There are many promising new treatments coming into the market for type 2 diabetics. However, the best strategy is to delay or prevent type diabetes. Moreover, studies show that people with type 2 diabetes can avoid some its deadlier effects with early action. People with prediabetes are high risk for the diseases, and scientists have developed a lifestyle change program that has been shown to significantly reduce the odds of conversion into full-blown diabetes. For prediabetics that are unable or unwilling to make lifestyle changes, the drug metformin has also shown to be effective at reducing diabetes, although to a lesser extent. Said in another way, prediabetics can avoid becoming full-blown diabetics with the medication metformin, although weight loss through exercise and proper diet are far more effective.
Additionally, a diet rich in fruit in vegetables can help people to lose weight and reduce blood sugar. Studies show that people who eat ten servings of fruits and vegetables every day stay healthier and live longer. In fact, the DASH diet – the US News & World Report’s 2017 top choice for diabetes – is rich in plant foods.
Reducing the health risks of type 2 diabetes involves many components. Losing weight is one of the best ways to quash diabetes. Moreover, a prevention strategy that tests for prediabetes and then aggressively works to prevent full-blown diabetes also shows impressive results. Furthermore, early detection and treatment of type 2 diabetes can save many more lives. Even for those diagnosed with the disease, medical science has drummed up effective type 2 diabetes treatments and lifestyle changes which can significantly reduce the health-robbing effects of this condition.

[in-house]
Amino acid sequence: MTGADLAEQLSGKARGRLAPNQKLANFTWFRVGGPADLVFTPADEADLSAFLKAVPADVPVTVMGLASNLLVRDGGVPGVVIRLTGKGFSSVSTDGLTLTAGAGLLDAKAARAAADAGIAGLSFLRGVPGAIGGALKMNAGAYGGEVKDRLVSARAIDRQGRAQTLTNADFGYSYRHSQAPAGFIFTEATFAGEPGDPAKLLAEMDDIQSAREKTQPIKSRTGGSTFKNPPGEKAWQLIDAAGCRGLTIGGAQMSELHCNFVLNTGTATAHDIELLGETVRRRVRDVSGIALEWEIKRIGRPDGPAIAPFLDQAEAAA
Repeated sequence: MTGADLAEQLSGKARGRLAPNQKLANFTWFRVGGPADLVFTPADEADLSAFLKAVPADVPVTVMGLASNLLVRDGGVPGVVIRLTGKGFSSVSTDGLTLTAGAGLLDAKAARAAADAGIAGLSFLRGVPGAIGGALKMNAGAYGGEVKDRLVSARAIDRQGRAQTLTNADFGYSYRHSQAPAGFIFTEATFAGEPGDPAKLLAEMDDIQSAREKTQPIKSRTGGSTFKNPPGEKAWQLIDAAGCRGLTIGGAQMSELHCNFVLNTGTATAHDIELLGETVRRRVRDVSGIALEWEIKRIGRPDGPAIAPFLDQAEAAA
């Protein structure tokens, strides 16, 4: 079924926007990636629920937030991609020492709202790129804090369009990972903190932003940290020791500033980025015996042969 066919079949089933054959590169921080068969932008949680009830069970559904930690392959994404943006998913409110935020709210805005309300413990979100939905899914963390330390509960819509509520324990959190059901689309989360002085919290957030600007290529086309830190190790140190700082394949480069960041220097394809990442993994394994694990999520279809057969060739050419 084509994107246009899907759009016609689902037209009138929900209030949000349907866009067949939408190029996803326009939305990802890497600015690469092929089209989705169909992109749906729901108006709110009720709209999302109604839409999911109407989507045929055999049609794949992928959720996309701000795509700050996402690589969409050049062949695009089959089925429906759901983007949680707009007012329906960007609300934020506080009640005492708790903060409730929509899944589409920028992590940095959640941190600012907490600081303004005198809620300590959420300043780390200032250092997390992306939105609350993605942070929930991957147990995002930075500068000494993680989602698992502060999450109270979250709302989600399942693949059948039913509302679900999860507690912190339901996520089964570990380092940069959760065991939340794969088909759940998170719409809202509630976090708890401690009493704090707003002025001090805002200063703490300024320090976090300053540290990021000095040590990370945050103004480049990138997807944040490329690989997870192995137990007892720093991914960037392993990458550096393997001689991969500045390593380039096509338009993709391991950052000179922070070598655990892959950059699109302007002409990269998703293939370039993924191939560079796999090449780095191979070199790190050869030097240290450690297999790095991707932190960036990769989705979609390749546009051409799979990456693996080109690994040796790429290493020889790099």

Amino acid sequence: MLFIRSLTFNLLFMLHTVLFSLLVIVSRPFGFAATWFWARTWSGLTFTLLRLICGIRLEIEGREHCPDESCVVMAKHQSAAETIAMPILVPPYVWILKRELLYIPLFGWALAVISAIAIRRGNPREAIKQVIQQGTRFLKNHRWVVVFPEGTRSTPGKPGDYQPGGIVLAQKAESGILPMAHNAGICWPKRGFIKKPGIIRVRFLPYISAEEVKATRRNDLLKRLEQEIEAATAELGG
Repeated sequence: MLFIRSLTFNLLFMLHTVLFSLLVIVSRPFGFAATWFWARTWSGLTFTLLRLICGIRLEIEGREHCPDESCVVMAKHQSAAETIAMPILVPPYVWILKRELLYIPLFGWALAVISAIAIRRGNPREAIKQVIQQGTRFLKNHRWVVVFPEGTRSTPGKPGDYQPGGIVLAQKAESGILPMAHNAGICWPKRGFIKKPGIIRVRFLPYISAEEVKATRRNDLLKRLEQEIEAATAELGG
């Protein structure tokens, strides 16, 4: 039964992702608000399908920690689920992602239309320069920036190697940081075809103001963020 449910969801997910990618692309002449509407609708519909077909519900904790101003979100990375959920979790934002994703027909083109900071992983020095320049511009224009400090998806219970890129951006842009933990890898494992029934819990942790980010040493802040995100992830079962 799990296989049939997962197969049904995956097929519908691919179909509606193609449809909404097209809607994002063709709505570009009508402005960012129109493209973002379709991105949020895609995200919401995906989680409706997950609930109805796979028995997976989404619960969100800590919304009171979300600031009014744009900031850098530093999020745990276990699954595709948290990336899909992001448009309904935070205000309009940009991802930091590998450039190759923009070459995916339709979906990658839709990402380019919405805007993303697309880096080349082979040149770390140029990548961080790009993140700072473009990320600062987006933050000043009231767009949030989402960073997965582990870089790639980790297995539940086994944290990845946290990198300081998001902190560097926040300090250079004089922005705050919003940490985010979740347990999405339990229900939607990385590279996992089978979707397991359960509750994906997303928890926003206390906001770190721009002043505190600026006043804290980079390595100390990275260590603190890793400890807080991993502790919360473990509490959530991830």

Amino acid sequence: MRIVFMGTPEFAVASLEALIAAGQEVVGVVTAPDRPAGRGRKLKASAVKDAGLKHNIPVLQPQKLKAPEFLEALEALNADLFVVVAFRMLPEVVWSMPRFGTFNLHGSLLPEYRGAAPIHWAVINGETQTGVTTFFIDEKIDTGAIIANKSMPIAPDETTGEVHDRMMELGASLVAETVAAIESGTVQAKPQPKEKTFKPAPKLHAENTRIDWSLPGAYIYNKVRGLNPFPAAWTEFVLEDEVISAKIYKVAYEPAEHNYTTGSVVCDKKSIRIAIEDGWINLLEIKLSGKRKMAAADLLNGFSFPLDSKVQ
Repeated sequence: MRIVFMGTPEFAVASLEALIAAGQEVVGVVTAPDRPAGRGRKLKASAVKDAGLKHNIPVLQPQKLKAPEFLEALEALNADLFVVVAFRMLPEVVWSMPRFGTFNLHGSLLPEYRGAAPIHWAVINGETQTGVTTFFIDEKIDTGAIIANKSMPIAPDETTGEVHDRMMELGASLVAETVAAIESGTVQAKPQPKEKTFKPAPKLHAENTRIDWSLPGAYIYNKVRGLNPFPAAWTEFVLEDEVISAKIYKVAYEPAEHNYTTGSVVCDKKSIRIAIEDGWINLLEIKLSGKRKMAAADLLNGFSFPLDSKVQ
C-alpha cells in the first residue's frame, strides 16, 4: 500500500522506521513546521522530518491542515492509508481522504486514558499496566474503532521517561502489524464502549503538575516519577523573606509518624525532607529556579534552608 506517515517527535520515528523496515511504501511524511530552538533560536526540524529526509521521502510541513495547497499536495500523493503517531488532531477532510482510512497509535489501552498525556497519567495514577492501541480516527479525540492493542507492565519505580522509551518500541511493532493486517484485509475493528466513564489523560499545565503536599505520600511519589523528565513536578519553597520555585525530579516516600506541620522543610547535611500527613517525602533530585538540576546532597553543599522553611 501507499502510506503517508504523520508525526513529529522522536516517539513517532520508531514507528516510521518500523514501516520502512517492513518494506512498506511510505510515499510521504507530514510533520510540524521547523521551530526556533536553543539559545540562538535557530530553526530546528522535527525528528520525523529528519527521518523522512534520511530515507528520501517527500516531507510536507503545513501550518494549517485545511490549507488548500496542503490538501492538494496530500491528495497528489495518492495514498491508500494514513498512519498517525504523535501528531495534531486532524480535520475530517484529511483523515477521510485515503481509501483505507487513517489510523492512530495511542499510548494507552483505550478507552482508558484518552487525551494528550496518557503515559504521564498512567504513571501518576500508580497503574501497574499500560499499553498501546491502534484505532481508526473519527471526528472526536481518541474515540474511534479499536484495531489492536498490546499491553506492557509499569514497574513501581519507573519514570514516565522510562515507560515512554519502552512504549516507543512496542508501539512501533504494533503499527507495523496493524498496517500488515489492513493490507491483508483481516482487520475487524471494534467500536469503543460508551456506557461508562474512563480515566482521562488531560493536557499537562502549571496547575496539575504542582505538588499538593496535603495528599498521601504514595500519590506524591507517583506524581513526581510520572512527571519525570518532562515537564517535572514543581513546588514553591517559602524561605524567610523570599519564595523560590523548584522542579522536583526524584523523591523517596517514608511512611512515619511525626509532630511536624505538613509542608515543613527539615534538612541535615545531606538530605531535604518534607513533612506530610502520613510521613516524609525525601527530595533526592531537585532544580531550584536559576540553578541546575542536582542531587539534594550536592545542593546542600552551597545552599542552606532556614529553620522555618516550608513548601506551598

Those with type 1 diabetes also have an improved outlook, as science is working on promising treatments that better manage their disease.
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Diagnosis, Treatment, and Advice: This article is intended for educational and informational purposes only and is not a substitute for qualified, professional medical advice. The information and opinions provided herein should not be used during any medical emergency or for the diagnosis or treatment of any medical condition. Consult a qualified and licensed physician for the diagnosis and treatment of any and all medical conditions. Experimental diabetes treatments carry a much higher risk than FDA-approved ones. Call 911, or an equivalent emergency hotline number, for all medical emergencies. As well, consult a licensed, qualified physician before changing your diet, supplement or exercise programs. Photos, Endorsements, & External Links: This article is not intended to endorse organizations, companies, or their products. Links to external websites, mention or depiction of company names or brands, are intended for illustration only and do not constitute endorsements.